This scenario is really simple though. The experience level of firefighting between myself and the other employee is very close actually. It's not a "I have certs but no experience to go with it." I probably have an edge as I've been in more decision making scenarios than him. But this is getting really off topic of me having to defend myself. This started as a really simple question: and that is should education and training, even if it is beyond what is required, be considered or discounted during promotions? And more specifically, if a candidate cannot pass these courses (not required for current position, but required for the next levels), should that in turn be counted against him? This fellow employee stated to me that training beyond the requirements should not count for someone nor should failing courses be counted against someone. Everyone thus far has read way too much into this question. Keep it simple!
08-21-2013, 10:38 AM #8
- Join Date
- May 2013
Education and training should definitely be considered as part of overall package. The fact that the courses were taken before it was required shows a high level of motivation.
If a candidate cannot pass these courses it should count against him. Let's face it, most of these courses are not overly difficult. Failing them tells us something about the individual.
10-19-2013, 06:40 AM #9
- Join Date
- Oct 2013
I think that the answer to your question has many more layers and i have no idea about it.
ATI RADEON HD 5670 – SERIES GRAPHICS CARDS FROM AMD
10-20-2013, 06:12 PM #10
- Join Date
- Mar 2003
I know many people who have plenty of education and experience and they are not the right "fit" for the department. I have a very good friend who has his PHD and not a lick of common sense to go with it. I also know people who have zero education and are among the smartest people I know. I would follow them any time anywhere. The reality is that I should be working for them, not vice versa. For some turn of events in their life they did not take the promotional exam. I did. I do not ever lose sight of the fact that these people are informal leaders of whom I often bounce my ideas off.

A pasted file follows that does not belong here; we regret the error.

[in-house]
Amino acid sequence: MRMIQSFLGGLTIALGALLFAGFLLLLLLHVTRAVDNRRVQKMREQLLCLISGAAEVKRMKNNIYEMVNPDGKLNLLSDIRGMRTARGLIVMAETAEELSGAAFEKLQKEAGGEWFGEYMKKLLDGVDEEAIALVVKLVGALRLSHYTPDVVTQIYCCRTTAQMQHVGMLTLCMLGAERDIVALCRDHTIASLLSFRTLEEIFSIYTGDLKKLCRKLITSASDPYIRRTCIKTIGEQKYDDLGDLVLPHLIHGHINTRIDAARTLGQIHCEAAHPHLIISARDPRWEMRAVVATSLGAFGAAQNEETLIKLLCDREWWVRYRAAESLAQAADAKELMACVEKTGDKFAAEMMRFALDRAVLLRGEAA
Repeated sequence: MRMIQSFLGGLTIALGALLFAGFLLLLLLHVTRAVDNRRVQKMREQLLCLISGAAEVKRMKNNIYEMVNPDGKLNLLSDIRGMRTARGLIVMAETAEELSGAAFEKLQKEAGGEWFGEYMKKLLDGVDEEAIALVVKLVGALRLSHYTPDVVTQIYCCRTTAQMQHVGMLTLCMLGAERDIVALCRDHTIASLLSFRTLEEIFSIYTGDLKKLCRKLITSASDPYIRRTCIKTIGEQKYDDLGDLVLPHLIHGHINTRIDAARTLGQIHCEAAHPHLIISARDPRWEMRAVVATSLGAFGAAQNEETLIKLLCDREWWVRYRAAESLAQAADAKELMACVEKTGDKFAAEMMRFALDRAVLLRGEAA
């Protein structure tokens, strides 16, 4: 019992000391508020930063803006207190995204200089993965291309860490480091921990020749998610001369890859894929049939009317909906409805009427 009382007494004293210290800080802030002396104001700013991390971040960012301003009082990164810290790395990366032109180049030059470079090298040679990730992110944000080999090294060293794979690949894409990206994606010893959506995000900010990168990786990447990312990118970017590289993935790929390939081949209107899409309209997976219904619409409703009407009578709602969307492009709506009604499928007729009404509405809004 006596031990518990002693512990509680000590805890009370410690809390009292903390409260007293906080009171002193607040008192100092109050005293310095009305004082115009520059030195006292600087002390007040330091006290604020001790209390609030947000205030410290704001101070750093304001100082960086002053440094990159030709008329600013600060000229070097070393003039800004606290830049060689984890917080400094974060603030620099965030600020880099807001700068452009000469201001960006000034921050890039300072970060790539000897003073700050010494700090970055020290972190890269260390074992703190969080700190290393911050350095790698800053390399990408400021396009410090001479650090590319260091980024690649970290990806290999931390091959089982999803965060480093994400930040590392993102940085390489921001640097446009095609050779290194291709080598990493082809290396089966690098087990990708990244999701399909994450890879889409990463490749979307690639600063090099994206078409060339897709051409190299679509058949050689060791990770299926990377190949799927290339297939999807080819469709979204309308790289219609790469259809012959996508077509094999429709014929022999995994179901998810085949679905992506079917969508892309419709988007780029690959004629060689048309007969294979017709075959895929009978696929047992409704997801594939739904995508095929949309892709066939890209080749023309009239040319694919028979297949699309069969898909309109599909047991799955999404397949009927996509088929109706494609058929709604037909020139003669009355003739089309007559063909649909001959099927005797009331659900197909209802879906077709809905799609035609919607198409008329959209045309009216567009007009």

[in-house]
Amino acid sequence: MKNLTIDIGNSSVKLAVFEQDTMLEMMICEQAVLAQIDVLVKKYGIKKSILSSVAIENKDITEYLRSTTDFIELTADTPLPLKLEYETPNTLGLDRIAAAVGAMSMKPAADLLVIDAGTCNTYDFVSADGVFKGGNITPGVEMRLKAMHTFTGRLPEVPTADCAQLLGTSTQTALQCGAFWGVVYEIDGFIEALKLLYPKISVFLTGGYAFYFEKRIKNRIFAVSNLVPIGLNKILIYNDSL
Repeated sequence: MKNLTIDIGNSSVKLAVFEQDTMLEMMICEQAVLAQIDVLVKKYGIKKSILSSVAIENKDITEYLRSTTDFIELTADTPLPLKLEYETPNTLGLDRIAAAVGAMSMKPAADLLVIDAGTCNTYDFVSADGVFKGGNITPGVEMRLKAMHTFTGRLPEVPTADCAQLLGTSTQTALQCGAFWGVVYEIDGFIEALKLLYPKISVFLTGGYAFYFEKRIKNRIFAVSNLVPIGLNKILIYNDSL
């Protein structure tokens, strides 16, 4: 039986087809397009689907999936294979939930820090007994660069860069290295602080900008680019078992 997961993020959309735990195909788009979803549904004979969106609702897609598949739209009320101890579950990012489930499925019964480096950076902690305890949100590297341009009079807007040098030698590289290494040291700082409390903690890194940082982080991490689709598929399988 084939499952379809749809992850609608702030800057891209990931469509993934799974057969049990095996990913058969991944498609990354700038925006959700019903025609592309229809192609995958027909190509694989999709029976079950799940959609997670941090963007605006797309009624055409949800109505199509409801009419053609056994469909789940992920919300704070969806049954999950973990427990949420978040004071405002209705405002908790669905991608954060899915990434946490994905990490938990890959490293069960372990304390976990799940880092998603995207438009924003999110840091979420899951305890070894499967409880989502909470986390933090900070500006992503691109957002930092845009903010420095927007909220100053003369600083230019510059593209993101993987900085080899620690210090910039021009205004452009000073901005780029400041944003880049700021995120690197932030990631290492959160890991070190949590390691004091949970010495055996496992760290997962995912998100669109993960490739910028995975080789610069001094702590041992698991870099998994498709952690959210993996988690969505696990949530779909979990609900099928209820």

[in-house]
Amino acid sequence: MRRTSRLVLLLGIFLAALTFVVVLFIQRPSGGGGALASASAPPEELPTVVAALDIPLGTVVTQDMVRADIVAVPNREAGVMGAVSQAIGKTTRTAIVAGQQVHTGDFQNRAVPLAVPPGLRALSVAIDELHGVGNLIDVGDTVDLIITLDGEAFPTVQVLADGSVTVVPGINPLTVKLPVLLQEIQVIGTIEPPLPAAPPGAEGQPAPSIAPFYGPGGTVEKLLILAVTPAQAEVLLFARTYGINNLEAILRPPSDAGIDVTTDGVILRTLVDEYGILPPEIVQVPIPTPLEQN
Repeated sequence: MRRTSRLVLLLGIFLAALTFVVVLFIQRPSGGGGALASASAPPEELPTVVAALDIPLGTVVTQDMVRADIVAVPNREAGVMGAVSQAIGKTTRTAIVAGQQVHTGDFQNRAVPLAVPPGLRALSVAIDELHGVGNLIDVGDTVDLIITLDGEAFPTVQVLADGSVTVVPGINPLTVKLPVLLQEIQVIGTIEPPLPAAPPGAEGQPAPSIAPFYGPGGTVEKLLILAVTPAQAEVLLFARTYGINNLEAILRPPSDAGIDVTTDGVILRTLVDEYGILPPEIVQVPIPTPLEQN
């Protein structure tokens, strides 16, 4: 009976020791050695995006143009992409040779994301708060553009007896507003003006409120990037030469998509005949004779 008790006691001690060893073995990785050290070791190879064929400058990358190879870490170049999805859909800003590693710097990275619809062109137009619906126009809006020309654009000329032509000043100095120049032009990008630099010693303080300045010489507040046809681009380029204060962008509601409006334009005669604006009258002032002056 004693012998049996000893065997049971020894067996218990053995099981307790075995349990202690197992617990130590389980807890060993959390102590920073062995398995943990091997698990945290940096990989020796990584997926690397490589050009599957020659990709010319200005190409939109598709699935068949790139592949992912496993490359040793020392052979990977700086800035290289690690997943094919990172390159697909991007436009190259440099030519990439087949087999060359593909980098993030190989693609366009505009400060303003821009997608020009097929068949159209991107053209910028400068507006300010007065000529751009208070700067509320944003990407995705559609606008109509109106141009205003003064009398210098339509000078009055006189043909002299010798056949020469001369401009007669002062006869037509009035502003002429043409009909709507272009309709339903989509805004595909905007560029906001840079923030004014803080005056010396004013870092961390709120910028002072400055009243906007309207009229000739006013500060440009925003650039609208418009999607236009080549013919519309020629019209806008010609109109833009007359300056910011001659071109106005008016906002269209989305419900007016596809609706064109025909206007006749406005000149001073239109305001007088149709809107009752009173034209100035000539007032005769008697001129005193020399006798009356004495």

I think what he was looking for is what do you bring to the table above and beyond the very minimum. Anyone can go to school and earn a piece of paper for an educational degree. Most of us know that the State Fire Officer's courses (at least here in California) are a complete joke.
Why is it that you believe you are qualified to lead the men and women of your organization. Here are a couple of questions that I like to ask in order to elicit a response that can help my outside evaluators determine who are the future leaders of our organization are:
1. Give an example of a time when you made a decision that was unpopular with the rest of the work group.
2. You are assigned as a new officer to a crew that breeds negativity and mistrust of City Administration. Whenever an issue comes up they look at the negative side of it. Their negativity makes it uncomfortable for anyone who happens to work on the shift. How would you handle this situation?
These are just two examples of questions that will demonstrate your ability to lead. You do not learn the answers in a book or in a class. These are real life leadership questions that are seeking real life leadership answers. Leadership takes risk, what he is asking you is what risks have you taken thus far in your career.Paul Lepore